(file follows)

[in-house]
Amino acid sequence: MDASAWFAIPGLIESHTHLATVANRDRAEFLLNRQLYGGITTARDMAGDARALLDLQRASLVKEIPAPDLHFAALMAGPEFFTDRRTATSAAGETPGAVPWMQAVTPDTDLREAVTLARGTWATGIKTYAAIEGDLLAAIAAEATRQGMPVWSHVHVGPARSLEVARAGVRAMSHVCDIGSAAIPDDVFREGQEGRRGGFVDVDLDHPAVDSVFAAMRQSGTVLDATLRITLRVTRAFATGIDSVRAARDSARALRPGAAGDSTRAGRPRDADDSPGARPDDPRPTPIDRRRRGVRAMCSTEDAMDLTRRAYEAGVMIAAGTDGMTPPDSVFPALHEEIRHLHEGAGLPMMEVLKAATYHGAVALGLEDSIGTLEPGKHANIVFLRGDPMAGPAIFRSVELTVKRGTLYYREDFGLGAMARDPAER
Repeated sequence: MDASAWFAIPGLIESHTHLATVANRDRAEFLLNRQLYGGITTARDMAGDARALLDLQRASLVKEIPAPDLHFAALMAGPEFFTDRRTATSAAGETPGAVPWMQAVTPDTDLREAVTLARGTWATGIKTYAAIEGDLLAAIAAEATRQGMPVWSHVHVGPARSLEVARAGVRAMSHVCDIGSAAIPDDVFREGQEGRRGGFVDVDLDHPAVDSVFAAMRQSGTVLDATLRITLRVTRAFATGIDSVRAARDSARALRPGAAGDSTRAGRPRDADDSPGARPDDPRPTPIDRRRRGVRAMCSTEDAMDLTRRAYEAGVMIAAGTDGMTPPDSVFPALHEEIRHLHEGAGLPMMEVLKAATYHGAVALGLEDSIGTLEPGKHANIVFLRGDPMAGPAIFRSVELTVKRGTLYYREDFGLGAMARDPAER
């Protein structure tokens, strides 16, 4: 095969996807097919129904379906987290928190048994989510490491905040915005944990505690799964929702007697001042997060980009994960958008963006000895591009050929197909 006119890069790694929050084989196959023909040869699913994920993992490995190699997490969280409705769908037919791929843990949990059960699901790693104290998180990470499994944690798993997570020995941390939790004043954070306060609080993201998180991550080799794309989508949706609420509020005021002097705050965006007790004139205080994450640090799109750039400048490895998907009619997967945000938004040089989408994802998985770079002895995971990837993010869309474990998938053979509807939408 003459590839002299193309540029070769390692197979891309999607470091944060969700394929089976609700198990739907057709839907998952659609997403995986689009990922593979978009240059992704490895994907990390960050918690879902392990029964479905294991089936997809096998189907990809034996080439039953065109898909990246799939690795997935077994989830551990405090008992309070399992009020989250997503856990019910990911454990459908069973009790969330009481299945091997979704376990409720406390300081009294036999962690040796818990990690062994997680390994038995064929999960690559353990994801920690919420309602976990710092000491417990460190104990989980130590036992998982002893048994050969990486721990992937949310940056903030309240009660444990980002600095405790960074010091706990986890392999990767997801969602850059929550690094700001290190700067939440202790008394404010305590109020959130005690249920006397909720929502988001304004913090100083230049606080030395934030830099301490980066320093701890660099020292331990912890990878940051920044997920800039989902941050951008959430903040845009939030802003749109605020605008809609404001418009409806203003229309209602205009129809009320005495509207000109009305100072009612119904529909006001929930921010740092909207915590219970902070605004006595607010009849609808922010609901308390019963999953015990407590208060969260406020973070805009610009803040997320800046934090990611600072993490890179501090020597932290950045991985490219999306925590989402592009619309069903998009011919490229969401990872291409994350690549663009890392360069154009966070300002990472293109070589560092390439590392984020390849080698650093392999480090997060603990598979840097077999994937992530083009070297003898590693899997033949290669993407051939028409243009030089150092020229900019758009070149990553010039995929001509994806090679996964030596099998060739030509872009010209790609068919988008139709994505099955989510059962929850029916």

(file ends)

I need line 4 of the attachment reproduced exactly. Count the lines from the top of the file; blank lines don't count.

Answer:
């Protein structure tokens, strides 16, 4: 095969996807097919129904379906987290928190048994989510490491905040915005944990505690799964929702007697001042997060980009994960958008963006000895591009050929197909 006119890069790694929050084989196959023909040869699913994920993992490995190699997490969280409705769908037919791929843990949990059960699901790693104290998180990470499994944690798993997570020995941390939790004043954070306060609080993201998180991550080799794309989508949706609420509020005021002097705050965006007790004139205080994450640090799109750039400048490895998907009619997967945000938004040089989408994802998985770079002895995971990837993010869309474990998938053979509807939408 003459590839002299193309540029070769390692197979891309999607470091944060969700394929089976609700198990739907057709839907998952659609997403995986689009990922593979978009240059992704490895994907990390960050918690879902392990029964479905294991089936997809096998189907990809034996080439039953065109898909990246799939690795997935077994989830551990405090008992309070399992009020989250997503856990019910990911454990459908069973009790969330009481299945091997979704376990409720406390300081009294036999962690040796818990990690062994997680390994038995064929999960690559353990994801920690919420309602976990710092000491417990460190104990989980130590036992998982002893048994050969990486721990992937949310940056903030309240009660444990980002600095405790960074010091706990986890392999990767997801969602850059929550690094700001290190700067939440202790008394404010305590109020959130005690249920006397909720929502988001304004913090100083230049606080030395934030830099301490980066320093701890660099020292331990912890990878940051920044997920800039989902941050951008959430903040845009939030802003749109605020605008809609404001418009409806203003229309209602205009129809009320005495509207000109009305100072009612119904529909006001929930921010740092909207915590219970902070605004006595607010009849609808922010609901308390019963999953015990407590208060969260406020973070805009610009803040997320800046934090990611600072993490890179501090020597932290950045991985490219999306925590989402592009619309069903998009011919490229969401990872291409994350690549663009890392360069154009966070300002990472293109070589560092390439590392984020390849080698650093392999480090997060603990598979840097077999994937992530083009070297003898590693899997033949290669993407051939028409243009030089150092020229900019758009070149990553010039995929001509994806090679996964030596099998060739030509872009010209790609068919988008139709994505099955989510059962929850029916």